MOHAWK - Discovering the Valley of the Crystals  Copyright 2002

Chapter 22

Kindrid Spirits of Old
Nelson Greene (below)  Benjamin Wright
Snow - Starna - Gehring 
The Dynamic Trio - of the Mohawk Valley Project
Jeptha Root Simms

 

The Much Maligned Mr. Greene
No one has published more information on the Mohawk Valley in a single works than Nelson Greene. And, no one has been more maligned for providing misinformation. I was one of those maligners.
    Nelson Greene was born in Little Falls. His parents were Horace L. Greene and Anna Beach Greene. His father's family lived in Herkimer and then moved to Fort Plain, where Horace L. Greene, became the owner of the Mohawk Valley Register, the oldest newspaper in the middle valley in the early 1900s.
    Nelson was descended on his father's side from the early Palatine settler, Johan Jost Herkimer and from Captain George Herkimer, who married Alida Schuyler, and in 1777 inherited the home of his brother, General Nicholas Herkimer. Through Alida, Nelson Greene claimed descent from Philip Pietersen Schuyler, who settled in Fort Orange (Albany) shortly after 1650.
    Nelson attended school in Fort Plain. He read extensively about the Mohawk Valley and New York State history and as a boy contributed articles on local history to his father's newspaper. Over the years he had papers on state and valley historical subjects published in newspapers from Schenectady to Rome
    He studied art in New York City and practiced the dual professions of artist and writer on New York State and Mohawk Valley historical subjects. In 1915 he published Old Fort Plain and the Middle Mohawk Valley, a 400-hundred page volume with five maps, drawn by the author.
    His subsequent study of the historical highway and national transportation route across New York State, resulted in the publication of a series of newspaper articles entitled The New York to Buffalo Book. In 1924 Nelson published The Old Mohawk Turnpike Book.
    Nelson's home was in Fort Plain, where he was the Editor of the Fort Plain Standard and the publisher of books about the Mohawk Valley.
In 1925 he published THE MOHAWK VALLEY - GATEWAY TO THE WEST - 1614-1925. This four-volume work, consisting of 1898 pages of historical information and 1732 pages of biographical information, is the most comprehensive publication ever produced on the Mohawk Valley.
    While researching KUYAHOORA - Discovering West Canada Valley, I read a small portion of Mr. Greene's publication to obtain information about lumber magnate, Gardiner Hinckley. I discovered that Greene had confused the communities of Wilmurt and Hinckley, placing them at the same location, when in fact they are a dozen miles apart. I was quick to criticize Greene's writings as poorly researched based on that single entry.
    While researching this book on the Mohawk Valley, I read similar criticism of Greene's work by historians, archaeologists and other authors, so I felt justified in my earlier criticism. However, when I read every word of the first two volumes of THE MOHAWK VALLEY - GATEWAY TO THE WEST, my appreciation of Greene's work increased dramatically.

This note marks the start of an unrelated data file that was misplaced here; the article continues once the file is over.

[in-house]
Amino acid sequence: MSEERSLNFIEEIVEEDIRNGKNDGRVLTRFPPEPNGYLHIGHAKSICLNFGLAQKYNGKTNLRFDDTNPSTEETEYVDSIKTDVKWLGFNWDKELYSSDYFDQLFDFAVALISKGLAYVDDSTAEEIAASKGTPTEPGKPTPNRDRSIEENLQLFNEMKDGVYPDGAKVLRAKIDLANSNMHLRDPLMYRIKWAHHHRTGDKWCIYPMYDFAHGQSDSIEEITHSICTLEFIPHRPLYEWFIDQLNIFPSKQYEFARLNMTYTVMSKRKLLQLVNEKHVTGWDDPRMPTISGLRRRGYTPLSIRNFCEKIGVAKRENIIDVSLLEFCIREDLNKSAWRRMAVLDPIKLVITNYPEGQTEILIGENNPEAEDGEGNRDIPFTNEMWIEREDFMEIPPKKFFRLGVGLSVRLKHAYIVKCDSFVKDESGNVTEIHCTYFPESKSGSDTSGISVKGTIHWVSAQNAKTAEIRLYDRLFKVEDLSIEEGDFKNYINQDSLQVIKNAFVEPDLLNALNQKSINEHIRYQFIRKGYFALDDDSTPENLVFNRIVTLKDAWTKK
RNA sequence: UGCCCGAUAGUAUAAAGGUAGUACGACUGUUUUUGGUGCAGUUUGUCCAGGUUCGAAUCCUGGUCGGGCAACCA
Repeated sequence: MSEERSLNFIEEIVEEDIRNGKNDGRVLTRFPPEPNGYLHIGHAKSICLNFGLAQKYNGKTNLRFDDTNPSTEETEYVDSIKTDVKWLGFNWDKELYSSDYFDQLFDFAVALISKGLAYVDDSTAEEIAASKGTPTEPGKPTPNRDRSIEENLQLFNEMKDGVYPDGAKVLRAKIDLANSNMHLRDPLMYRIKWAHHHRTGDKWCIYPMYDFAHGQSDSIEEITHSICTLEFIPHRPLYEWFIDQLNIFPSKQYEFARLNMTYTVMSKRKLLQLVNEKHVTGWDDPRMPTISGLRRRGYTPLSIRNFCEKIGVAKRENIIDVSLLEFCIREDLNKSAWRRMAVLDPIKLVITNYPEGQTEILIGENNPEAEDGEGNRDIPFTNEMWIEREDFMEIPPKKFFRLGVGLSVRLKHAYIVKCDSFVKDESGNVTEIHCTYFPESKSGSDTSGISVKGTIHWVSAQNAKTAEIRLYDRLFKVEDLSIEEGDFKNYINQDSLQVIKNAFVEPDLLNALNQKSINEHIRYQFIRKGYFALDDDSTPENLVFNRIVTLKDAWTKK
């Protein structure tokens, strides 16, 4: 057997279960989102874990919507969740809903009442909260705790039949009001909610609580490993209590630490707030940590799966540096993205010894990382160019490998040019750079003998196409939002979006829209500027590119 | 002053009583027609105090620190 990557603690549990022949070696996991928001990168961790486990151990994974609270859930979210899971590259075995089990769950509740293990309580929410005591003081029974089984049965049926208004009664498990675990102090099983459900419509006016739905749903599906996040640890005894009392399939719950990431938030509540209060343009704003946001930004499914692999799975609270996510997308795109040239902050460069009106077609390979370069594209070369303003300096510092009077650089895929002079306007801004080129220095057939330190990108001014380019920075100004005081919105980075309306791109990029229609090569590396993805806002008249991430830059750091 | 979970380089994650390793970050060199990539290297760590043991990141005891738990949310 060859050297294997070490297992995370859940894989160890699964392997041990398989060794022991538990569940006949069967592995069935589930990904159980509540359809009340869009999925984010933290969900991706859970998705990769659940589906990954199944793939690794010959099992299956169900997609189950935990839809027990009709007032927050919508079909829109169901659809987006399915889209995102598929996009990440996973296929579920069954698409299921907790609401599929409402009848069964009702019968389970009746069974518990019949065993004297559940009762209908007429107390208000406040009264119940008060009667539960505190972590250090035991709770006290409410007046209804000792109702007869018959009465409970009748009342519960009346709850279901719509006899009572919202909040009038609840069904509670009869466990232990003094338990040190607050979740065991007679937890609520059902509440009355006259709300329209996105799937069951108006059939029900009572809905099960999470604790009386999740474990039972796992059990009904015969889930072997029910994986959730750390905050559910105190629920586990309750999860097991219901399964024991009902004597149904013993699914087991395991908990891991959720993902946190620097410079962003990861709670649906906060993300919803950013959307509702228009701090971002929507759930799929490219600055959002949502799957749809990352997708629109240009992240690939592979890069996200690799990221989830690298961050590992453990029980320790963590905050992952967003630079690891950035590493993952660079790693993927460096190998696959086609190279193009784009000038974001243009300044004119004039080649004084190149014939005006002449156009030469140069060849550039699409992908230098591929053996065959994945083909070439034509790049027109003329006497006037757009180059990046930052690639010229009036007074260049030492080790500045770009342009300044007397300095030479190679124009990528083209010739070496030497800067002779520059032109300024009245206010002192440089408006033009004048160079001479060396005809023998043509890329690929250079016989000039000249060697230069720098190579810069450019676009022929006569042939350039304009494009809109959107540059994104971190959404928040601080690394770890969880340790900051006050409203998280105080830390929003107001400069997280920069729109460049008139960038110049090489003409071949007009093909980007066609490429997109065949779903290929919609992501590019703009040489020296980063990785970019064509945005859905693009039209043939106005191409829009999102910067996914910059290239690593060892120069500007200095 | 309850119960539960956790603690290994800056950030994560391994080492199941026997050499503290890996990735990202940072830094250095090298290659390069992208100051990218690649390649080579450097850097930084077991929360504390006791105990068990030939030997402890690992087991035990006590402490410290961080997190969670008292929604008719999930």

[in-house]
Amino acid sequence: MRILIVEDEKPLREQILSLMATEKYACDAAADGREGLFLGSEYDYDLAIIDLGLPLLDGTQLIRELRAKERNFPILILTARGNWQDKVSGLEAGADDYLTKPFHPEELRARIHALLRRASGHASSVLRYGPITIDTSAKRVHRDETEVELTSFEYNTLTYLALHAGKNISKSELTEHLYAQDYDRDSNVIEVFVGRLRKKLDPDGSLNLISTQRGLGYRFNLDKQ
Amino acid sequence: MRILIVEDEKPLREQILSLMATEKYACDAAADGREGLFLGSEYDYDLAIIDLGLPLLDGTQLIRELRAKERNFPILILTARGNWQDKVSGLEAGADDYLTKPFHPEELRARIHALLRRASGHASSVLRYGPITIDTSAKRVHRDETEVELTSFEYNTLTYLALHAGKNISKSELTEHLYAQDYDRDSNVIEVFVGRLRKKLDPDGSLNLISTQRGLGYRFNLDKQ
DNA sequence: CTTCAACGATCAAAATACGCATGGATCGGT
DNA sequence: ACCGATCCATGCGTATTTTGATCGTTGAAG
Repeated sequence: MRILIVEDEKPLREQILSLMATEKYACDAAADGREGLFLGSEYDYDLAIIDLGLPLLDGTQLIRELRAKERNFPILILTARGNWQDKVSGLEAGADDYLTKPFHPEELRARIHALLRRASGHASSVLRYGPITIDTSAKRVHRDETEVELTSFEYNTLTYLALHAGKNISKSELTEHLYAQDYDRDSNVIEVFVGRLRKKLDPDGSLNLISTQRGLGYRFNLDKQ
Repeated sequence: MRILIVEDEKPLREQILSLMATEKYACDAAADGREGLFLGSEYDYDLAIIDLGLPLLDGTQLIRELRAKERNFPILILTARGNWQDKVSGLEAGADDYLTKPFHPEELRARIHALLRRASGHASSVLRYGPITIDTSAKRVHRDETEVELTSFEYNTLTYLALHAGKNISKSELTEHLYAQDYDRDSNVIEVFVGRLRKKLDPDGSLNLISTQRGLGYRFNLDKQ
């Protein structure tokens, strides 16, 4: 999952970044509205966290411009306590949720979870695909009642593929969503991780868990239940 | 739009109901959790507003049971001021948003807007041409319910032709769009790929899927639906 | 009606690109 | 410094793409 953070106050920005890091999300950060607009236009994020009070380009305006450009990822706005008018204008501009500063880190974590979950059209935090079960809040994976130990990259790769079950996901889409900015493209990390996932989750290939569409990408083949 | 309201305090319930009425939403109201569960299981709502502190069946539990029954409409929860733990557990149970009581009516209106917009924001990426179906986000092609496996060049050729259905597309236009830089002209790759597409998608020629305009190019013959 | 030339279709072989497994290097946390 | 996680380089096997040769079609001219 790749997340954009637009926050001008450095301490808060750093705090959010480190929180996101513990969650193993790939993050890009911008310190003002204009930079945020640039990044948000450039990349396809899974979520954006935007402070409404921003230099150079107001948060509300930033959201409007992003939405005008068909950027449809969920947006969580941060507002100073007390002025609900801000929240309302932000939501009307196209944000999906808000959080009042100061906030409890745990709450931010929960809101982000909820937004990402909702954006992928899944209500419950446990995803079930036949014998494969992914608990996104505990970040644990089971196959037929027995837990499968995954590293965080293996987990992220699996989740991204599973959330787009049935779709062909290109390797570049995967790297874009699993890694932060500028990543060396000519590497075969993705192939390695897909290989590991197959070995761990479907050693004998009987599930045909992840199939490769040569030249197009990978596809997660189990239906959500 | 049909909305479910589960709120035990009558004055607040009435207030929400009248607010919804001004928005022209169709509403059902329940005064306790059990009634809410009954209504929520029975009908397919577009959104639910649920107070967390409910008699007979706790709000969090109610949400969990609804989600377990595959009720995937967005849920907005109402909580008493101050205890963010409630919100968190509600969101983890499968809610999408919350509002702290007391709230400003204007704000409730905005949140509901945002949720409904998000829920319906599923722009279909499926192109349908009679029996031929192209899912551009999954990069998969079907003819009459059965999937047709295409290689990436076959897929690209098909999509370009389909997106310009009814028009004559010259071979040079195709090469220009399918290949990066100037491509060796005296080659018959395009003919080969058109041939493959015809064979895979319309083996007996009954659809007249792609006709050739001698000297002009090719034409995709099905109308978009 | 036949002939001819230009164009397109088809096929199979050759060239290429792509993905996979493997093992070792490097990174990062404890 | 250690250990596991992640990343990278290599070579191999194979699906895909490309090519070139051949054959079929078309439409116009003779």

Considering the astounding amount of information he gathered and published in 1925 when communications, travel and publishing technologies were relatively primitive, its amazing how few errors there are in his books. In areas he lacked expertise, such as archaeology and geographical locations in remote areas of the Valley, he relied on local "experts" for information. More often than not it was these experts that provided the information that future scholars discovered were not accurate.
    In some cases the information Greene provided was the best available at the time. Since 1925 there have been numerous discoveries that shed new light on the history of the Mohawk Valley. Cases in point are the locations and occupancies of the Mohawk villages prior to 1640. Until recently some of these sites remained undiscovered and modern dating techniques more accurately determined periods of occupancy at all the known sites. Likewise, historical documents from Canada, France, England and America have been discovered since 1925 that add much to the history of the Valley.
    Perhaps, my newfound respect for Nelson Greene comes from my own efforts to gather information about the Mohawk Valley and the realization that no matter how hard I strive for accuracy, there will be errors in my book. Perhaps, it's because I've learned so much from his writings. After all, it was from Nelson that I learned to appreciate the uniqueness of the Mohawk Valley: it's geographical gateway to the West; its impact on the formation and development of a new nation, it's many natural wonders, and it's beauty from one end to the other.
It was from Nelson that I learned that if not for the Mohawks and Sir William Johnson, we could well be a part of French speaking Canada, and that the Battle of Oriskany really did affect the outcome of the Revolutionary War. The list of my discoveries in Nelson Greene's books goes on and on, so despite their flaws, I consider them an excellent source of information and inspiration.
    THE MOHAWK VALLEY - GATEWAY TO THE WEST volumes are available for reference at most libraries, and used book dealers sell a few sets each year.
    More books about the Mohawk Valley



 
 


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